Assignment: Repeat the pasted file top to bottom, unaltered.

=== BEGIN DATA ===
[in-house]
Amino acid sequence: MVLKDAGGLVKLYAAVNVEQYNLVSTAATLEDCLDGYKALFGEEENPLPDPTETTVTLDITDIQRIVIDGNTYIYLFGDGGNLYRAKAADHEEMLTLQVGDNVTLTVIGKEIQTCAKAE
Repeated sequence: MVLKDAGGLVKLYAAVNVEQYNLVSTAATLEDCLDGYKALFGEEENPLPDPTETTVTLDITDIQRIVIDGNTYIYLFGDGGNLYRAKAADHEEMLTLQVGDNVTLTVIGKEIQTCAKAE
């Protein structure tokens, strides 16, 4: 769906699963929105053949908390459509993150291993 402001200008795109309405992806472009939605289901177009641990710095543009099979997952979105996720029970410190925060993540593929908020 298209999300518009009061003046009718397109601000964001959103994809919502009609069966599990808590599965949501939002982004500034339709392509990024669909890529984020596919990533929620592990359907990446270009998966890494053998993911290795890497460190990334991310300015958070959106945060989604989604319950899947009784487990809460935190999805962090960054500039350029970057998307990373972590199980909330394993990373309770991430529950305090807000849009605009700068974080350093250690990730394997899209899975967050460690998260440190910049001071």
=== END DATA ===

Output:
[in-house]
Amino acid sequence: MVLKDAGGLVKLYAAVNVEQYNLVSTAATLEDCLDGYKALFGEEENPLPDPTETTVTLDITDIQRIVIDGNTYIYLFGDGGNLYRAKAADHEEMLTLQVGDNVTLTVIGKEIQTCAKAE
Repeated sequence: MVLKDAGGLVKLYAAVNVEQYNLVSTAATLEDCLDGYKALFGEEENPLPDPTETTVTLDITDIQRIVIDGNTYIYLFGDGGNLYRAKAADHEEMLTLQVGDNVTLTVIGKEIQTCAKAE
């Protein structure tokens, strides 16, 4: 769906699963929105053949908390459509993150291993 402001200008795109309405992806472009939605289901177009641990710095543009099979997952979105996720029970410190925060993540593929908020 298209999300518009009061003046009718397109601000964001959103994809919502009609069966599990808590599965949501939002982004500034339709392509990024669909890529984020596919990533929620592990359907990446270009998966890494053998993911290795890497460190990334991310300015958070959106945060989604989604319950899947009784487990809460935190999805962090960054500039350029970057998307990373972590199980909330394993990373309770991430529950305090807000849009605009700068974080350093250690990730394997899209899975967050460690998260440190910049001071």